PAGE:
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Local bankers: Your money is safe with us

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By Joshua Coffman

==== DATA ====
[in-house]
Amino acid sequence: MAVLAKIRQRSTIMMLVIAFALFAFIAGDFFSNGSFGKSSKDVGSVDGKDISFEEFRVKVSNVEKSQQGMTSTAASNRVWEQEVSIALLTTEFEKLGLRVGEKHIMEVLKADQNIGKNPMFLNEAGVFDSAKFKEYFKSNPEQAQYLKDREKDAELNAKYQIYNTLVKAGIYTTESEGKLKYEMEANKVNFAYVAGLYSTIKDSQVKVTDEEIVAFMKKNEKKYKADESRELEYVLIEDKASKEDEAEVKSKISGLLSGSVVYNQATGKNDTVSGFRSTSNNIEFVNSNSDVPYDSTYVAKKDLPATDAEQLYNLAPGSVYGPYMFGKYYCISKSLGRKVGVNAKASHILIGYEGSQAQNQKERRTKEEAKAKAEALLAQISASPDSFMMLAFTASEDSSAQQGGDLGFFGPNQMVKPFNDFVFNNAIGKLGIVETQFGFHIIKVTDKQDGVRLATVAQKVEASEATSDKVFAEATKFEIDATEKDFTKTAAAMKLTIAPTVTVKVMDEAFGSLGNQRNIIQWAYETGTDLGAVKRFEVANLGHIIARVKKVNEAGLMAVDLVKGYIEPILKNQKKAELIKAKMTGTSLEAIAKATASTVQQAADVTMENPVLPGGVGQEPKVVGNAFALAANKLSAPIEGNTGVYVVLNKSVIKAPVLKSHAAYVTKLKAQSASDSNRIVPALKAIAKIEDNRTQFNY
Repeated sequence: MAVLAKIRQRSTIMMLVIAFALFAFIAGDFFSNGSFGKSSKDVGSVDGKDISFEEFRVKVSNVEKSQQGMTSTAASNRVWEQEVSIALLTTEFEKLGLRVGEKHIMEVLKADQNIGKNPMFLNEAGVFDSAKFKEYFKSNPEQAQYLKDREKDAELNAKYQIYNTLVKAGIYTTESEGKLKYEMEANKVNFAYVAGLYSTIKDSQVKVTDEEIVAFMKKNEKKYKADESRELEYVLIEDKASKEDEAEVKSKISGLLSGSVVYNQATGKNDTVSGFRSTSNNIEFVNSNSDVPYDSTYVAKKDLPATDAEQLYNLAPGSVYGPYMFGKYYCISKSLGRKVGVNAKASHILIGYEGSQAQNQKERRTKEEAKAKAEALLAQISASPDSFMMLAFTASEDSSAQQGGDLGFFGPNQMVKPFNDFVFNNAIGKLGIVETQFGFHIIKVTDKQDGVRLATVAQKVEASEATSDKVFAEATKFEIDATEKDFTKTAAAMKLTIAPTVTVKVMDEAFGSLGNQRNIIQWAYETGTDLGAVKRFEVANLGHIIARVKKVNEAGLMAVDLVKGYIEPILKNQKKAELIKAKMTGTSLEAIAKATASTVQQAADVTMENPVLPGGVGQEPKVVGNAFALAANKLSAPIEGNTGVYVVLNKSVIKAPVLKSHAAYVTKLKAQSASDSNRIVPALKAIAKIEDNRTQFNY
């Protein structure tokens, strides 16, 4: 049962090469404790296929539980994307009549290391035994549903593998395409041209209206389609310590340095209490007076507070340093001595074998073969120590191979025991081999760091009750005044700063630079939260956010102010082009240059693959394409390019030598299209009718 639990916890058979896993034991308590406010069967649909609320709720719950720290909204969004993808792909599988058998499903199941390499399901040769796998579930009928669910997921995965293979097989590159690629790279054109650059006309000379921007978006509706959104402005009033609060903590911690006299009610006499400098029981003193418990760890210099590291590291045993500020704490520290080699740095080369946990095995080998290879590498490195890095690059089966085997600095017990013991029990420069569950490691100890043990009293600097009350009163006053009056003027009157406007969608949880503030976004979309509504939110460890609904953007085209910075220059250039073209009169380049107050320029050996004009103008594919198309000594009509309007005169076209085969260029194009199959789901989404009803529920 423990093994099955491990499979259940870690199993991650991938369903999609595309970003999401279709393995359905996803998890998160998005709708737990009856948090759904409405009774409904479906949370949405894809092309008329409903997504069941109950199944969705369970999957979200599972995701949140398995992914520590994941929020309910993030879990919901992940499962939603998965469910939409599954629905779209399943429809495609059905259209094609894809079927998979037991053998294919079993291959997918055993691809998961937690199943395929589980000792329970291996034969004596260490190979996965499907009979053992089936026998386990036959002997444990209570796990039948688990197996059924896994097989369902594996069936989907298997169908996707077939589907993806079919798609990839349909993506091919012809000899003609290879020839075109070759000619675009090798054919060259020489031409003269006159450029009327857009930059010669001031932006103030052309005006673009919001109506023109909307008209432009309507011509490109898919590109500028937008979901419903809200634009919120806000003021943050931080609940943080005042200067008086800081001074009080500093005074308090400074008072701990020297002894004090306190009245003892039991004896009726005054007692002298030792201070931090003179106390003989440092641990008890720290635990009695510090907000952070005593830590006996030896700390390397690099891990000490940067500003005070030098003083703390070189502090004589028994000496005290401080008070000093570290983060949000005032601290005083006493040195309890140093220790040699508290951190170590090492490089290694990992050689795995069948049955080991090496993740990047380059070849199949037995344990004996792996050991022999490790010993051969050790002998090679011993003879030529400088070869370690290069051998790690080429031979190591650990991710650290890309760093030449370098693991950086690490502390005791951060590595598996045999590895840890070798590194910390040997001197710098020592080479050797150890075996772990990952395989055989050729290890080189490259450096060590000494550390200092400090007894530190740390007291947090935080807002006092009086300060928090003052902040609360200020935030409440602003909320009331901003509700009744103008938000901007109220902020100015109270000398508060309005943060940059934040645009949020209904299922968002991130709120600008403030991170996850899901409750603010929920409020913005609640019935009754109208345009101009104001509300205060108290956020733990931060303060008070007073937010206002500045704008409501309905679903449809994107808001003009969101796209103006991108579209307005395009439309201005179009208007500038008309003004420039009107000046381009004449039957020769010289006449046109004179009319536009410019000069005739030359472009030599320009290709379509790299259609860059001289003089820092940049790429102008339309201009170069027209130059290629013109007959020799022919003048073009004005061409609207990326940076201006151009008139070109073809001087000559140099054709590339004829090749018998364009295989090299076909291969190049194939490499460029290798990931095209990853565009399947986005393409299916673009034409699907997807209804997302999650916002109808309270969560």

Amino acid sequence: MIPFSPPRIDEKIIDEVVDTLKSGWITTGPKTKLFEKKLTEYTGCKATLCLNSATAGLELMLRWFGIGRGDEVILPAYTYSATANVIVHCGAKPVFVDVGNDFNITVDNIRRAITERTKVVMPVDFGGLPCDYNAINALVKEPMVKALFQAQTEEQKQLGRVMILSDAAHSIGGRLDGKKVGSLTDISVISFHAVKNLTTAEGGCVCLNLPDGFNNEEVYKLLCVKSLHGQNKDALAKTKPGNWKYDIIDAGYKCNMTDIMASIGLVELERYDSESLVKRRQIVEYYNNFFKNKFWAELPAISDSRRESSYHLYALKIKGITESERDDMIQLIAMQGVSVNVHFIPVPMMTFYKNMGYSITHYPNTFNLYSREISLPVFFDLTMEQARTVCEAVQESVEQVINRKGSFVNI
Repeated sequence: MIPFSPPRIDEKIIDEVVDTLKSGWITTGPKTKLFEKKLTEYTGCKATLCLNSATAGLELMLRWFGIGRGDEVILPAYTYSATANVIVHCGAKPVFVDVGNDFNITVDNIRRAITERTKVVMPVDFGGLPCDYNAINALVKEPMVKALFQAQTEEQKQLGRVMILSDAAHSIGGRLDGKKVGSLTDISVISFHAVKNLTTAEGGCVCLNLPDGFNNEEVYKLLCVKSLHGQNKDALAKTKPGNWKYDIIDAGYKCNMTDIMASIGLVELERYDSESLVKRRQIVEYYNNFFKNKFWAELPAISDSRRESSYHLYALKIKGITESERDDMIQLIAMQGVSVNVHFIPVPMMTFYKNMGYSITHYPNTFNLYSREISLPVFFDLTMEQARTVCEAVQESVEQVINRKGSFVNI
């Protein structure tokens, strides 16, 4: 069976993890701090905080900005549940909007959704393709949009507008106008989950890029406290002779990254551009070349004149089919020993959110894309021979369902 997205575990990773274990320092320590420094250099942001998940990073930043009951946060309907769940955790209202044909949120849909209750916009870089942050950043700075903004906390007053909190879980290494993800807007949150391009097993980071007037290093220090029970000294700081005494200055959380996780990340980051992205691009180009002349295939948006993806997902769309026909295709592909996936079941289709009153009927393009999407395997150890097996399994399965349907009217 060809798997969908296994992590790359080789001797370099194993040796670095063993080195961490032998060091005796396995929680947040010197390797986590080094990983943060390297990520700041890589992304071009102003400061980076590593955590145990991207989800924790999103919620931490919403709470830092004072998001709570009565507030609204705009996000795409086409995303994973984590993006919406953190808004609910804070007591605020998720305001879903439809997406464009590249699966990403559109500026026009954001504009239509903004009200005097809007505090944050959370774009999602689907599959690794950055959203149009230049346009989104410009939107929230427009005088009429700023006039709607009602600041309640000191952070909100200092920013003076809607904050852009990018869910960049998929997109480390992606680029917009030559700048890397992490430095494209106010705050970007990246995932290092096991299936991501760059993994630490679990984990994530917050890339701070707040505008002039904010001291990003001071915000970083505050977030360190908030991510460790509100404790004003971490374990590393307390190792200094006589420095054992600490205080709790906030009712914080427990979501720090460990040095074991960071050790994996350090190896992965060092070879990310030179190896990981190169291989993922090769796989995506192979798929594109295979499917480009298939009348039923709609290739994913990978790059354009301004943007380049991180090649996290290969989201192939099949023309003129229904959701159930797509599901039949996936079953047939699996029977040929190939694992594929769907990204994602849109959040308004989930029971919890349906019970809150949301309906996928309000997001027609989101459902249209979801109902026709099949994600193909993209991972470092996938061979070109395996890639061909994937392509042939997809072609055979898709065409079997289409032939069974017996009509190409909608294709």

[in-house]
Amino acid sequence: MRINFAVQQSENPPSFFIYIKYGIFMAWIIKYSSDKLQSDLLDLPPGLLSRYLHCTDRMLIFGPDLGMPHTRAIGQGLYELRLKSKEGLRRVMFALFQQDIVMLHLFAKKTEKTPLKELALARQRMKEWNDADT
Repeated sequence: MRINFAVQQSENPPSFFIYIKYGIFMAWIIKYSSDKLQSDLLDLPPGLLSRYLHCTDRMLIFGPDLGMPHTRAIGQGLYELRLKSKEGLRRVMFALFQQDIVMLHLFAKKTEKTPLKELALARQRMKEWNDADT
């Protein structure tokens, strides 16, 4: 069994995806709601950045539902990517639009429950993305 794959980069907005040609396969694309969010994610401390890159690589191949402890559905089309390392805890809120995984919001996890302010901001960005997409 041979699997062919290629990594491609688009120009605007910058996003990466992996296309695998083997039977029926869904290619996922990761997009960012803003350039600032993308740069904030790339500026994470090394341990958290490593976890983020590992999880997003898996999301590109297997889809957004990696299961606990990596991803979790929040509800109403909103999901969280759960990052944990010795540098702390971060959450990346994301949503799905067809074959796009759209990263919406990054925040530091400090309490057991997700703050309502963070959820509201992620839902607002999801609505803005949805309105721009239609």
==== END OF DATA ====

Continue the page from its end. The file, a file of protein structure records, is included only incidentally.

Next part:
By JOSHUA COFFMAN jcoffman@thenewsenterprise.com HARDIN COUNTY — Local lenders say your money in their banks is like, well, money in the bank. In light of a recent high-profile collapse and federal takeover at Pasadena, Calf.-based IndyMac Bank, those who oversee financial institutions in and around Elizabethtown say banks here are safe from such failures. And independent auditors agree. Bauer Financial, a company that issues ratings for all FDIC-insured banks, considers all locally based lenders to be in good shape, giving them four-or-five-star ratings. The president of Kentucky Bankers Association sent a letter to media Friday ensuring the industry is in good hands statewide. “Kentucky banks, unlike some other lenders, have been more responsible in their lending practices and are not saddled with the burden of controlling high defaults on risky loans,” said Ballard W. Cassady Jr., who heads the association. Following the collapse and federal takeover of IndyMac, the FDIC issued a statement to calm fears of additional banking failures. As customers called or asked questions at local banks, many in the community followed suit. B. Keith Johnson, CEO of First Federal Savings, published a letter on the company’s Web site, and Bill Rissel, CEO of Fort Knox Federal Credit Union, did the same in a newsletter, each easing fears. Johnson said in an interview last week that much of the concern in the industry originates from sub-prime mortgage loans and is regional in nature — applying primarily to the western states and coastal regions. Most local banks are community based, he noted, and primarily invest in local ventures. “It’s not a critical situation,” he said. “The concern in the Kentucky area is really unwarranted.” And growth continues. The bank Johnson oversees is expanding into southern Indiana, despite the gloomy economy. However, First Federal is publicly traded on the stock exchange and, like the entire industry, has seen its shares take a hit. Again, the local effect has been a ripple compared to the dangerous high tide found in select spots in the country. Compared to a year ago, First Federal’s stock has slipped 30 percent. However, larger counterparts that operate in the region, such as National City Bank and Fifth-Third Bank have seen shares plummet by 70 to 80 percent during the same time period, largely the result of risky real estate ventures. Johnson said long-term he still sees bank stocks as a solid, albeit slow-and-steady, investment. “We’re still forging ahead. … It’s still business as usual for us; we’re just being a little more cautious,” he said. The spirit of moving ahead in a cautious time exists also at Fort Knox Federal Credit Union, which recently broke ground on a new branch in Campbellsville. Spokesman Michael Bateman said the credit union grew by 18 percent last year and expects double-digit growth again this year. The number of loans made by the credit union that have gone delinquent has been “miniscule,” he said, though the economic climate has led its members to tread lightly into the shrunken stream. “Actually, caution is a good thing,” he said. The credit union, along with Cecilian Bank, is one of two Hardin County-based institutions to currently hold five-star ratings from Bauer Financial, which bases its results on data reported to the FDIC and then analyzes them for financial security. All other Hardin County banks — First Citizens, First Federal, Kentucky Neighborhood, South Central and West Point — received four-star ratings, which Bauer Financial recommends as being safe. Of 204 Kentucky banks, only 12 received ratings of three or two stars. None received a lower grade. Of 94 credit unions statewide, nine received three-star ratings from the company. Only one credit union, Louisville-based United Labor, received a lower rating — getting zero stars. Cassady noted in his letter that, since the FDIC was created in 1933, only 44 bank failures have occurred in Kentucky — with half coming before 1940 and the last one in 1991. “Kentucky banks have always prided themselves on being there for their customers and communities,” he said. Nationally the picture still looks much better than two decades ago when, during a savings and loans crisis, hundreds of banks went belly up each year between 1985 and 1992. So far only seven banks have been taken over by the FDIC this year, including IndyMac. Despite the number of troubled institutions on the federal agency’s list increasing from 76 at the end of the year to 90 at present time, FDIC spokeswoman Lajuan Williams-Dickerson assured the industry is secure. Even if your money in the bank was to go down the financial tubes, the agency secures personal accounts up to $100,000 and retirement accounts up to $250,000. “All deposits are safe,” she said. “The banking system as a whole is safe.”   How local banks stack up The Cecilian Bank — 5 stars First Citizens Bank — 4 stars First Federal Savings — 4 stars Fort Knox Federal Credit Union — 5 stars Kentucky Neighborhood Bank — 4 stars South Central Bank — 4 stars West Point Bank — 4 stars Source: Bauer Financial Ratings, March 2008   Bank failures The number of U.S. banks taken over by federal regulators, listed by year: 2008 — 5 2007 — 3 2006 — 0 2005 — 0 2004 — 4 2003 — 3 2002 — 11 2001 — 4 2000 — 7 1999 — 8 1998 — 3 Last decade — 48 1997 — 1 1996 — 6 1995 — 8 1994 — 15 1993 — 50 1992 — 181 1991 — 271 1990 — 382 1989 — 534 1988 — 470 Prior decade — 1,918 Total: 1,966   Federal insurance Individual Personal Accounts. The FDIC ensures personal accounts, such as checking, savings CDs and money market accounts, up to $100,000 per person per institution. For instance, a person’s checking and savings accounts are insured up to $100,000 combined. Joint and Trust Accounts. A joint account for a husband and wife, in addition to a personal account, is insured by the FDIC up to $100,000. A trust account, for immediate family members, is insured up to $100,000 for each trustee. For instance, an account for five children is insured up to $500,000. Retirement Accounts. An individual retirement account, or IRA, at a bank is insured up to $250,000 by the FDIC. What is Not Insured. Stocks, bonds and mutual funds purchased through a bank are not ensured by the FDIC. An institution that advertises such services in its lobby also must notify customers that such investments are not FDIC insured. Source: FDIC, local banks   Joshua Coffman can be reached at (270) 505-1740.